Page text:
WALTZ WITH BASHIR: Israel's Guilt and Oscar Bid !

Share/Save/Bookmark

WALTZ WITH BASHIR: Israel's Guilt and Oscar Bid !
by Darius Kadivar
30-Dec-2008
 

An animated documentary is receiving some of the best reviews of the year. Ari Folman's Waltz With Bashir, produced in Israel, tells of an Israeli man's tortured memories of his country's 1982 invasion of Lebanon and Sabra and Shatila Massacre.

They Say 'Art' and 'Cinema' in particular can change things and heal open scars ... Let's Hope so ...

Plot:

One night in a bar, an old friend tells director Ari about a recurring nightmare in which he is chased by 26 vicious dogs. Every night, the same number of beasts. The two men conclude that theres a connection to their Israeli Army mission in the first Lebanon War of the early eighties. Ari is surprised that he cant remember a thing anymore about that period of his life. Intrigued by this riddle, he decides to meet and
interview old friends and comrades around the world. He needs to discover the truth about that time and about himself. As Ari delves deeper and deeper into the mystery, his memory begins to creep up in surreal images.

Reviews:

An animated documentary -- seemingly a contradiction in terms -- is receiving some of the best reviews of the year. Ari Folman's Waltz With Bashir, produced in Israel, tells of an Israeli man's tortured memories of his country's 1982 invasion of Lebanon. It has elicted words like "riveting" (Joe Morgenstern, the Wall Street Journal), "astonishing ... searing ... altogether amazing" (A.O. Scott, the New York Times), "haunting" (Lou Lumenick, the New York Post), and "profoundly affecting," Rick Groen, the Toronto Globe and Mail. Groen's review takes up the issue inherent in a movie that uses animation to replace bloody reality. "All war movies face the endemic problem of how to dramatize war without aestheticizing it. Here, by beginning with an obvious layer of added artifice, the animation technique openly admits to that problem and, paradoxically, goes some way toward solving it, simply by accentuating the notion that nothing about war seems real, yet everything about war is real -- deadly real." Indeed, Scott in the New York Times observes that at the end of the film, the animation stops "and the audience is confronted with graphic, horrifying images of real dead bodies. This ending shows just how far Mr. Folman is prepared to go, not in the service of shock for its own sake, but rather in his pursuit of clarity and truth."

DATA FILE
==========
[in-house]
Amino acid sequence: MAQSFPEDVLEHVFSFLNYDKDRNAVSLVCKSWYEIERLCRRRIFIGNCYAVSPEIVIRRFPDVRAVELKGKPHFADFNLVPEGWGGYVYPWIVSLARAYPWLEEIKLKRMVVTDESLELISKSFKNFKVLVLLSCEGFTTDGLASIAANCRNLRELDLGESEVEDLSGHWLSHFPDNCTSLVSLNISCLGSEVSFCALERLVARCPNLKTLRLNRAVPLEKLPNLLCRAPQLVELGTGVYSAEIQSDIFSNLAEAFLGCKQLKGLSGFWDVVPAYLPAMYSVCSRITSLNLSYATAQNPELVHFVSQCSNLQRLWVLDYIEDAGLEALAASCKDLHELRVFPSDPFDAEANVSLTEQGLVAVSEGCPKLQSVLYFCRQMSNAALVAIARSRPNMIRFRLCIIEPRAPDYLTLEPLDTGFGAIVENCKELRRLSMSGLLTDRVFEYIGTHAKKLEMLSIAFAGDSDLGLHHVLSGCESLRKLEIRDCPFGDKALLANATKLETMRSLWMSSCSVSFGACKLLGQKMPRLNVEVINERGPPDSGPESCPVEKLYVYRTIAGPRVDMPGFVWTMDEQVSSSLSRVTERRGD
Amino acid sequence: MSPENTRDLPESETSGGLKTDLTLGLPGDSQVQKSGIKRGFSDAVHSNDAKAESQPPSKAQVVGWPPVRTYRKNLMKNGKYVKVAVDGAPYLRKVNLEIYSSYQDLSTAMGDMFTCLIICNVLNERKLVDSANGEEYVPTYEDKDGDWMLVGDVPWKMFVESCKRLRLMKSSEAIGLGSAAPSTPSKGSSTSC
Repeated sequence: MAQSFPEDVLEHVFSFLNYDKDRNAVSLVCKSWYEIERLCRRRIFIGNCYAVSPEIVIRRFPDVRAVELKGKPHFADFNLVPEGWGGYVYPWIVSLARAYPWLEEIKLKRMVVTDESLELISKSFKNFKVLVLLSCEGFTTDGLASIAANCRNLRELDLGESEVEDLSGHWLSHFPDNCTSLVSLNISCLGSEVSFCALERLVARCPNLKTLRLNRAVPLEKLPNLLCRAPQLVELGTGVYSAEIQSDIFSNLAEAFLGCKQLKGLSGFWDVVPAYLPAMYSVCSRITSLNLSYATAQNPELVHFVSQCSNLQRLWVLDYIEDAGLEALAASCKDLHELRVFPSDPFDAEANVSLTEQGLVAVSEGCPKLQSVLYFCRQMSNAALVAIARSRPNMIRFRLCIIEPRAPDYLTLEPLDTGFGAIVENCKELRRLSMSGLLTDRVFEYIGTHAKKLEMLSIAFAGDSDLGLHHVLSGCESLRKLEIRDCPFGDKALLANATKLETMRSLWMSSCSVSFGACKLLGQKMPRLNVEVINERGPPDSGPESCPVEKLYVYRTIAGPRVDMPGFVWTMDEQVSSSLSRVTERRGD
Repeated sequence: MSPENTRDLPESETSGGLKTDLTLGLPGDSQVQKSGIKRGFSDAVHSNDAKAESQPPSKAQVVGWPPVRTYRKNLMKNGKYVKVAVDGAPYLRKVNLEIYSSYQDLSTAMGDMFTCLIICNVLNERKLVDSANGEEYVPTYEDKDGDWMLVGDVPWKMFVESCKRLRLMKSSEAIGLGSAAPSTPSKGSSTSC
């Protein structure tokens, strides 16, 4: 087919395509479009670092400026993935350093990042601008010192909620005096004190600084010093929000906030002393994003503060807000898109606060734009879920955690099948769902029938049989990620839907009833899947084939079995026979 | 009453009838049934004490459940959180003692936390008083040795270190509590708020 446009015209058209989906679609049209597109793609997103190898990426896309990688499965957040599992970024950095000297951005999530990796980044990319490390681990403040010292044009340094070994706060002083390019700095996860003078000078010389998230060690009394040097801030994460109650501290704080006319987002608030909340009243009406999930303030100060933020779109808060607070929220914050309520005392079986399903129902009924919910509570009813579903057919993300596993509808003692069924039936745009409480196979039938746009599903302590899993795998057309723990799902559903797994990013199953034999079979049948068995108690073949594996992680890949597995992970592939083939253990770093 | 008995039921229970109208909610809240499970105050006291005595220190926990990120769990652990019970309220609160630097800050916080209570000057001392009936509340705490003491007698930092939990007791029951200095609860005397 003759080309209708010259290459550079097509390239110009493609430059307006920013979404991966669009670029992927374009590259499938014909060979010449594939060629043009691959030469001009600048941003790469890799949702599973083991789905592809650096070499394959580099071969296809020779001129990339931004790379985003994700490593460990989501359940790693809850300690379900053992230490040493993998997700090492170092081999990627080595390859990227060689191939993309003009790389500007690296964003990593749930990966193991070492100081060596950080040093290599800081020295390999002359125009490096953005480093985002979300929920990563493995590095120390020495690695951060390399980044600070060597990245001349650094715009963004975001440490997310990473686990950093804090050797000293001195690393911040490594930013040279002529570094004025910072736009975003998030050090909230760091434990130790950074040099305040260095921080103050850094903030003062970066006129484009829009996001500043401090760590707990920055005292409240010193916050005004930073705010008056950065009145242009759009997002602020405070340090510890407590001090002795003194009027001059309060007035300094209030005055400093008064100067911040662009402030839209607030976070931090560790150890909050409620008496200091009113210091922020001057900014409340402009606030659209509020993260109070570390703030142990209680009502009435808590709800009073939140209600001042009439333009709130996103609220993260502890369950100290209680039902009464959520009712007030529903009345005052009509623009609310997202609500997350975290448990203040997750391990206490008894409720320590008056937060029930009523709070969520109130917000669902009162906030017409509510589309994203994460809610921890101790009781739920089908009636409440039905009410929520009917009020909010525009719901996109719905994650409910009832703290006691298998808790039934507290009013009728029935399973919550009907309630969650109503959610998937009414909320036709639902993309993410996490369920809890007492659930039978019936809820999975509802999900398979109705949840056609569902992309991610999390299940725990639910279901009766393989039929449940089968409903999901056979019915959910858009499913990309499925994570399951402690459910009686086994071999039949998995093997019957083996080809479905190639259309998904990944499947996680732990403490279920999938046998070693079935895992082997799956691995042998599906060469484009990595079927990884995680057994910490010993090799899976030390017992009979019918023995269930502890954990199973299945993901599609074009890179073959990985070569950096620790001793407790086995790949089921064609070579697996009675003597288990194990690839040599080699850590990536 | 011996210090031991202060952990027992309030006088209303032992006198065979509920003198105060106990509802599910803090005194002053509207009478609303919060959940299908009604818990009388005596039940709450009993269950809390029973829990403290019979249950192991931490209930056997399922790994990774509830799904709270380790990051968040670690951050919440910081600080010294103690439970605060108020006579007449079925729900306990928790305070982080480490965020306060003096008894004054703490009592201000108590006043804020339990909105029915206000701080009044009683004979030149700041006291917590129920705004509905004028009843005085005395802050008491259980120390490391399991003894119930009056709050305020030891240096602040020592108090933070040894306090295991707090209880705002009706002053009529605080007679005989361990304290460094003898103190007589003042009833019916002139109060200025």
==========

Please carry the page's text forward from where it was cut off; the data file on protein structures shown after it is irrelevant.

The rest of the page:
HQ Trailer:

 

Share/Save/Bookmark

more from Darius Kadivar
 
Arash Monzavi-Kia

Yes, Darius, there is no comparison between ...

by Arash Monzavi-Kia on

Nazi Germany and Israel. You are 100% right on that and against that blog. 

Arash M-K


Darius Kadivar

Your welcome Arash Jaan

by Darius Kadivar on

Very True and at the same time I wonder if under Nazi Germany a German Citizen could have made a film or documentary on what was going on in Auchwitz or Dachau or denounce the Nazi Propaganda with the same freddom as this director in regard to the Military Crimes commited by Israelian Troops ? I say this in regard to the very absurd comparison drawn by one of the fellow bloggers on this site:

http://iranian.com/main/node/51754

In anycase I truly hope that this cycle of blind violence will one day come to an end for it is the only alternative for a constructive future for everyone in the region.


Arash Monzavi-Kia

Thanks for sharing, Darius

by Arash Monzavi-Kia on

A fundamental flaw in most Israeli war action is that, they do not realize that their enemies are mostly created by their own war actions. The more they hit, the more they come; the more they kill, the more they make; the more they bomb, the more ferocious their enemies become.

Is there an end to this vicious circle of violence? Well, 60 years have taken us this far; let's see what the next 60 will bring! More of the same? Or worse? 

Arash M-K